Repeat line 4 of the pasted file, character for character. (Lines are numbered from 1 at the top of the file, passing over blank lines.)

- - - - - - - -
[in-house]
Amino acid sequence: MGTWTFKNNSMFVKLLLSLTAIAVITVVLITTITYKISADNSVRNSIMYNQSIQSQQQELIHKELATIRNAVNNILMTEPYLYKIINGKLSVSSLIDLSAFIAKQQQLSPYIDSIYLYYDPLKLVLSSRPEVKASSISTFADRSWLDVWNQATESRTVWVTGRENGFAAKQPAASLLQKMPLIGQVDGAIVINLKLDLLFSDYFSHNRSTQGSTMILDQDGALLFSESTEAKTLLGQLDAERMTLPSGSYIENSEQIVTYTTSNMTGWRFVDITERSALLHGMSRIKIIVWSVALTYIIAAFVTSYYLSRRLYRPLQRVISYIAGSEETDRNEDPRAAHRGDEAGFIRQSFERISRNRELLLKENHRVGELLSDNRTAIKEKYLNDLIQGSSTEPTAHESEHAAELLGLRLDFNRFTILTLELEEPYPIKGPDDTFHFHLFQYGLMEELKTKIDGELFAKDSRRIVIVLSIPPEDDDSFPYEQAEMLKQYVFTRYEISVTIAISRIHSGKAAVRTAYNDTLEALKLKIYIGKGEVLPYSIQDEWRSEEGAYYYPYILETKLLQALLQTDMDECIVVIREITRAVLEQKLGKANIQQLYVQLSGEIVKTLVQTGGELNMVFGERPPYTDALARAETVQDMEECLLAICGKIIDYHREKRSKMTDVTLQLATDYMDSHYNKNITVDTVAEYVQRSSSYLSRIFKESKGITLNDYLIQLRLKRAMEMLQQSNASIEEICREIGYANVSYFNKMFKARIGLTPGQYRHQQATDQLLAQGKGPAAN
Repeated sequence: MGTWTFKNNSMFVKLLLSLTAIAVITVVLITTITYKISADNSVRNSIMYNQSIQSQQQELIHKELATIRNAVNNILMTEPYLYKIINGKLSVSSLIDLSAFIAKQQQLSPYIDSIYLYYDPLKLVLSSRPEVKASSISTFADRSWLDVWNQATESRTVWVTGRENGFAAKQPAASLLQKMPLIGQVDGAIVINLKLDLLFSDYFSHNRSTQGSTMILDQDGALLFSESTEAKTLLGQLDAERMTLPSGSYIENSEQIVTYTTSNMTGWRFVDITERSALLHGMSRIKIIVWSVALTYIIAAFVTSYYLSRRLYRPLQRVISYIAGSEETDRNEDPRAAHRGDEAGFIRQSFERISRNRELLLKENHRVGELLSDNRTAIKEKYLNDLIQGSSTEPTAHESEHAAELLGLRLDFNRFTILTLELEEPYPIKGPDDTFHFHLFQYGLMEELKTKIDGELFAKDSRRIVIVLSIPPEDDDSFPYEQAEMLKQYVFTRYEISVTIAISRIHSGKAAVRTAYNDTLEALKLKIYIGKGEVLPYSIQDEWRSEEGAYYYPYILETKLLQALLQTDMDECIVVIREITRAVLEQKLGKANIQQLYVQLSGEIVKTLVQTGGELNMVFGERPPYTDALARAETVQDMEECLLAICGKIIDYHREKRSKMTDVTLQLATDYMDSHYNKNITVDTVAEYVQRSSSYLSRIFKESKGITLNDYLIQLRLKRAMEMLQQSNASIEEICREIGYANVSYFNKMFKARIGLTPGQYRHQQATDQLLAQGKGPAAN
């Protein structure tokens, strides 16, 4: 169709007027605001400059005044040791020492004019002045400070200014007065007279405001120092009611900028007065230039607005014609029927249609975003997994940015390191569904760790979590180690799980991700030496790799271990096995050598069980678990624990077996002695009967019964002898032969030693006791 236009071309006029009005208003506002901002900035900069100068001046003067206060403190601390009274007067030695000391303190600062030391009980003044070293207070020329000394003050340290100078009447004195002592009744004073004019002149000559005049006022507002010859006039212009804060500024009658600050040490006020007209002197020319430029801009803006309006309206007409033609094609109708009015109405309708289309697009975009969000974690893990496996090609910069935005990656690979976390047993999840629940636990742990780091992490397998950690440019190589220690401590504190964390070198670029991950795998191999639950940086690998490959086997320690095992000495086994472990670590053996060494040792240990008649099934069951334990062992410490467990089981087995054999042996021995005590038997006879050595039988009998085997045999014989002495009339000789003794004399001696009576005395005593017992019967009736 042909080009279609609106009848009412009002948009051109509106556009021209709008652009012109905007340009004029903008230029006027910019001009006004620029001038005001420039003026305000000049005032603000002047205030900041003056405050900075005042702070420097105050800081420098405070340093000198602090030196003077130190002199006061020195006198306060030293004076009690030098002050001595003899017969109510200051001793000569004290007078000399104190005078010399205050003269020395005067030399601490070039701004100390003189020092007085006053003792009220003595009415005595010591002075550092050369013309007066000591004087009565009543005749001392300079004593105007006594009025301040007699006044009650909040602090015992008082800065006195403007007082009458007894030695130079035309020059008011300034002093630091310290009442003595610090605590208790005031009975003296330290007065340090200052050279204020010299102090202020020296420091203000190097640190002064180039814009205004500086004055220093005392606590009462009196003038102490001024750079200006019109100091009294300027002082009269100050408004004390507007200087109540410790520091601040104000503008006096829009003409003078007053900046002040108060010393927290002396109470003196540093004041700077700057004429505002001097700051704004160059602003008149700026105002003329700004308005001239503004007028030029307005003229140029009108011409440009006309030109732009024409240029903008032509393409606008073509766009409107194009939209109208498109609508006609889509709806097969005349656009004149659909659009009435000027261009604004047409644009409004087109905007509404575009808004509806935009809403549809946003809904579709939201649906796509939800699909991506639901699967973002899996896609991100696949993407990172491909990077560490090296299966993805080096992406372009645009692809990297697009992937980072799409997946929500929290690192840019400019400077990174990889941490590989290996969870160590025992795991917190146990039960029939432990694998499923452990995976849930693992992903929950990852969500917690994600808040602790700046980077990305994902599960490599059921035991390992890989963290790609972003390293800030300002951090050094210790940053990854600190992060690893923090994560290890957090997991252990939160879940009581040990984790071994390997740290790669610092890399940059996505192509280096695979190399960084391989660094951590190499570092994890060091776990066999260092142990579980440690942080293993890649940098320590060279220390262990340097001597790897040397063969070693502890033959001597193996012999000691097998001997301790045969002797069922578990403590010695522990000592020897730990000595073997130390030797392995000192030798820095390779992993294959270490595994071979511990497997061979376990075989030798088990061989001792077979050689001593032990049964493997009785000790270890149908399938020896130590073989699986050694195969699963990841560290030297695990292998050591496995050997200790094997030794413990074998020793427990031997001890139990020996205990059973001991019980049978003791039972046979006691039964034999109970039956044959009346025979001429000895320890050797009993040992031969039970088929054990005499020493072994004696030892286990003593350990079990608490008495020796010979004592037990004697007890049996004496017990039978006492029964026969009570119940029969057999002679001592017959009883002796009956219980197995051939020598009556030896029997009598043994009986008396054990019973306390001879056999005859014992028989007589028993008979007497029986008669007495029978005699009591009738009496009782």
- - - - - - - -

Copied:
């Protein structure tokens, strides 16, 4: 169709007027605001400059005044040791020492004019002045400070200014007065007279405001120092009611900028007065230039607005014609029927249609975003997994940015390191569904760790979590180690799980991700030496790799271990096995050598069980678990624990077996002695009967019964002898032969030693006791 236009071309006029009005208003506002901002900035900069100068001046003067206060403190601390009274007067030695000391303190600062030391009980003044070293207070020329000394003050340290100078009447004195002592009744004073004019002149000559005049006022507002010859006039212009804060500024009658600050040490006020007209002197020319430029801009803006309006309206007409033609094609109708009015109405309708289309697009975009969000974690893990496996090609910069935005990656690979976390047993999840629940636990742990780091992490397998950690440019190589220690401590504190964390070198670029991950795998191999639950940086690998490959086997320690095992000495086994472990670590053996060494040792240990008649099934069951334990062992410490467990089981087995054999042996021995005590038997006879050595039988009998085997045999014989002495009339000789003794004399001696009576005395005593017992019967009736 042909080009279609609106009848009412009002948009051109509106556009021209709008652009012109905007340009004029903008230029006027910019001009006004620029001038005001420039003026305000000049005032603000002047205030900041003056405050900075005042702070420097105050800081420098405070340093000198602090030196003077130190002199006061020195006198306060030293004076009690030098002050001595003899017969109510200051001793000569004290007078000399104190005078010399205050003269020395005067030399601490070039701004100390003189020092007085006053003792009220003595009415005595010591002075550092050369013309007066000591004087009565009543005749001392300079004593105007006594009025301040007699006044009650909040602090015992008082800065006195403007007082009458007894030695130079035309020059008011300034002093630091310290009442003595610090605590208790005031009975003296330290007065340090200052050279204020010299102090202020020296420091203000190097640190002064180039814009205004500086004055220093005392606590009462009196003038102490001024750079200006019109100091009294300027002082009269100050408004004390507007200087109540410790520091601040104000503008006096829009003409003078007053900046002040108060010393927290002396109470003196540093004041700077700057004429505002001097700051704004160059602003008149700026105002003329700004308005001239503004007028030029307005003229140029009108011409440009006309030109732009024409240029903008032509393409606008073509766009409107194009939209109208498109609508006609889509709806097969005349656009004149659909659009009435000027261009604004047409644009409004087109905007509404575009808004509806935009809403549809946003809904579709939201649906796509939800699909991506639901699967973002899996896609991100696949993407990172491909990077560490090296299966993805080096992406372009645009692809990297697009992937980072799409997946929500929290690192840019400019400077990174990889941490590989290996969870160590025992795991917190146990039960029939432990694998499923452990995976849930693992992903929950990852969500917690994600808040602790700046980077990305994902599960490599059921035991390992890989963290790609972003390293800030300002951090050094210790940053990854600190992060690893923090994560290890957090997991252990939160879940009581040990984790071994390997740290790669610092890399940059996505192509280096695979190399960084391989660094951590190499570092994890060091776990066999260092142990579980440690942080293993890649940098320590060279220390262990340097001597790897040397063969070693502890033959001597193996012999000691097998001997301790045969002797069922578990403590010695522990000592020897730990000595073997130390030797392995000192030798820095390779992993294959270490595994071979511990497997061979376990075989030798088990061989001792077979050689001593032990049964493997009785000790270890149908399938020896130590073989699986050694195969699963990841560290030297695990292998050591496995050997200790094997030794413990074998020793427990031997001890139990020996205990059973001991019980049978003791039972046979006691039964034999109970039956044959009346025979001429000895320890050797009993040992031969039970088929054990005499020493072994004696030892286990003593350990079990608490008495020796010979004592037990004697007890049996004496017990039978006492029964026969009570119940029969057999002679001592017959009883002796009956219980197995051939020598009556030896029997009598043994009986008396054990019973306390001879056999005859014992028989007589028993008979007497029986008669007495029978005699009591009738009496009782």